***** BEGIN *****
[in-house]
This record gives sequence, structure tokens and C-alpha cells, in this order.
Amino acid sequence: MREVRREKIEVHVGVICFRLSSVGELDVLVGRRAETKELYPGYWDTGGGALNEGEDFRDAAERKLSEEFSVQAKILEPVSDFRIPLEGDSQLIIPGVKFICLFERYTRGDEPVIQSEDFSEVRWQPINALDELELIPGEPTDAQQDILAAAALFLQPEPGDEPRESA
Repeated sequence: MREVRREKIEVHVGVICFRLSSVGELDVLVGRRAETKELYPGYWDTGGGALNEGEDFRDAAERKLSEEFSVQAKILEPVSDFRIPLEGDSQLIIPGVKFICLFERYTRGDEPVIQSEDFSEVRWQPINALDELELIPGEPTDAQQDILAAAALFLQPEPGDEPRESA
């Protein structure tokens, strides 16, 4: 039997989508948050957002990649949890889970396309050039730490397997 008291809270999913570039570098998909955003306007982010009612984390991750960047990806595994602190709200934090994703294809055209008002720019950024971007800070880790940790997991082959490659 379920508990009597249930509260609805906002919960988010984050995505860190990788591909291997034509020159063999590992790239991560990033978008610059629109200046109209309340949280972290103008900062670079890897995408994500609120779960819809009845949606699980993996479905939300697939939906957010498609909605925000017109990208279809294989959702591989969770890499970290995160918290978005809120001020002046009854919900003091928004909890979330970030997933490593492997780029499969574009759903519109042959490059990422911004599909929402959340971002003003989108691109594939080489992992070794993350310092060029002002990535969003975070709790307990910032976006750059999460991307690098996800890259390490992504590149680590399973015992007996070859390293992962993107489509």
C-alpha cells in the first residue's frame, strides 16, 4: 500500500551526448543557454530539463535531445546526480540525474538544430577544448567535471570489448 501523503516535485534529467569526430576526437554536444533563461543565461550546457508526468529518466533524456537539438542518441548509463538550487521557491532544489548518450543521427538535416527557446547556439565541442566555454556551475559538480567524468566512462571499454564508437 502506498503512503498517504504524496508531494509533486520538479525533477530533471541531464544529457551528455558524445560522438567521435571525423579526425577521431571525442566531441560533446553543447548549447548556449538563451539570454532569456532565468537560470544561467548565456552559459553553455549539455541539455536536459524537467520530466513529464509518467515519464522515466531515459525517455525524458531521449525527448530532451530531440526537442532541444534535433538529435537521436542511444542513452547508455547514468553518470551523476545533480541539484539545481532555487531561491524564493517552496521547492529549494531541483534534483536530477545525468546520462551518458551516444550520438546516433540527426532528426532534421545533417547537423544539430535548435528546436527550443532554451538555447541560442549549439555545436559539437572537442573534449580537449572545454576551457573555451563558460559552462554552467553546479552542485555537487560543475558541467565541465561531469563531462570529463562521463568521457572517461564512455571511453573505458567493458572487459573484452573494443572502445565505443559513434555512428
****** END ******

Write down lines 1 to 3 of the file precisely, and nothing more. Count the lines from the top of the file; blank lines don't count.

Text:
[in-house]
This record gives sequence, structure tokens and C-alpha cells, in this order.
Amino acid sequence: MREVRREKIEVHVGVICFRLSSVGELDVLVGRRAETKELYPGYWDTGGGALNEGEDFRDAAERKLSEEFSVQAKILEPVSDFRIPLEGDSQLIIPGVKFICLFERYTRGDEPVIQSEDFSEVRWQPINALDELELIPGEPTDAQQDILAAAALFLQPEPGDEPRESA